Traditional human–robot interfaces usually have limitations in accuracy and/or operational space. This article proposes a natural human–robot interface using an adaptive tracking method, which can effectively expand the operational space while ensuring high accuracy. The natural interface allows the robot to directly reproduce the user's hand movement, making the interaction more intuitive and natural. The leap motion is fixed on the Cartesian platform to capture the movement of the user's hand. Because the Cartesian platform follows the hand and keeps the hand in the center of the detection area, the measurement accuracy is improved and the measurement space can be extended. During the process of acquiring gesture data, the measurement errors were found to increase over time because of the inherent noise of the sensor. To deal with this problem, the unscented Kalman filter is applied to estimate the position of the hand. Moreover, an adaptive velocity control method is proposed to improve the operation accuracy and reduce the task execution time with the consideration of users’ habits and easiness of usage. The effectiveness of this interface is verified by a series of experiments, and the results show that the proposed interface can be used by nonprofessional users for object operation tasks and can provide users with superior interactive experiences.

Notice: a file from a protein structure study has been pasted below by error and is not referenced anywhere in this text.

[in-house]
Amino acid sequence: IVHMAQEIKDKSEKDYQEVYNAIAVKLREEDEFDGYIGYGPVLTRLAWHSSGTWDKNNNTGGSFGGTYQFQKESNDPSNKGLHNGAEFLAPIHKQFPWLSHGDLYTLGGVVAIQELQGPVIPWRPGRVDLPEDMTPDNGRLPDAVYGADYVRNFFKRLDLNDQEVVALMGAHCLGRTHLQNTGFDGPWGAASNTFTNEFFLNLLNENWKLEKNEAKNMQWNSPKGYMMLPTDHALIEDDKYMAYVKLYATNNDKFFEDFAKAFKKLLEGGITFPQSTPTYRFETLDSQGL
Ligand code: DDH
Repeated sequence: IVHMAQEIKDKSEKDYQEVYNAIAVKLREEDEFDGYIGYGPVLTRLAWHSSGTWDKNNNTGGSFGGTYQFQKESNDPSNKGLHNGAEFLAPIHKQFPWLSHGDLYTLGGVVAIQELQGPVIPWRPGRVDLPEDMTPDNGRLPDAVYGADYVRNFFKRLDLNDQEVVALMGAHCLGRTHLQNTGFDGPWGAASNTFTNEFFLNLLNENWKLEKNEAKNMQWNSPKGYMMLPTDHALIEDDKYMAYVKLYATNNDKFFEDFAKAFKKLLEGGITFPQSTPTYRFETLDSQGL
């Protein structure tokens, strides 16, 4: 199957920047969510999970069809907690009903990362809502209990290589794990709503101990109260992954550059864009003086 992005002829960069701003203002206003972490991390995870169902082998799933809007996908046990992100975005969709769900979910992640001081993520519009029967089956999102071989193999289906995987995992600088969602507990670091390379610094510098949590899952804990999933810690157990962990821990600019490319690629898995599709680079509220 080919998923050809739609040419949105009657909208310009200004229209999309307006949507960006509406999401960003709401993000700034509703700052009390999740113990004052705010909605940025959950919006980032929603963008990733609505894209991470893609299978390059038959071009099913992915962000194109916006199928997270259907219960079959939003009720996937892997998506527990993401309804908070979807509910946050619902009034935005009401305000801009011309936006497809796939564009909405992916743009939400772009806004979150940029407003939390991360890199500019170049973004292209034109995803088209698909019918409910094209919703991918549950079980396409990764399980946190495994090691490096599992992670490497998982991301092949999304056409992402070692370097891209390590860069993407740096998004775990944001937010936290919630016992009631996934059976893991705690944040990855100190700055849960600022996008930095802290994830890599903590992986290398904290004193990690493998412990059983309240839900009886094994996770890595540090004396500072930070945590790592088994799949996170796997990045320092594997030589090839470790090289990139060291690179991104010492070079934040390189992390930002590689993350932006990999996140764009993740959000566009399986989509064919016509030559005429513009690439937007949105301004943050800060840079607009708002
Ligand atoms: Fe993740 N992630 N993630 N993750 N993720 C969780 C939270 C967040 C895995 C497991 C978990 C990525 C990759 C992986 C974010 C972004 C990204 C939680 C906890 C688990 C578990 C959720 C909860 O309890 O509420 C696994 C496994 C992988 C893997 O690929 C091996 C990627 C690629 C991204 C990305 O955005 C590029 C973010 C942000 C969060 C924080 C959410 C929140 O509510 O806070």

Adaptive tracking, adaptive velocity control (AVC), human&#x2013, robot interface, leap motion (LM), unscented Kalman filter (UKF)
IEEE Transactions on Human-Machine Systems
Department of Systems and Computer Engineering

Du, G. (Guanglong), Yao, G. (Gengcheng), Li, C. (Chunquan), & Liu, P. (2019). Natural Human–Robot Interface Using Adaptive Tracking System with the Unscented Kalman Filter. IEEE Transactions on Human-Machine Systems. doi:10.1109/THMS.2019.2947576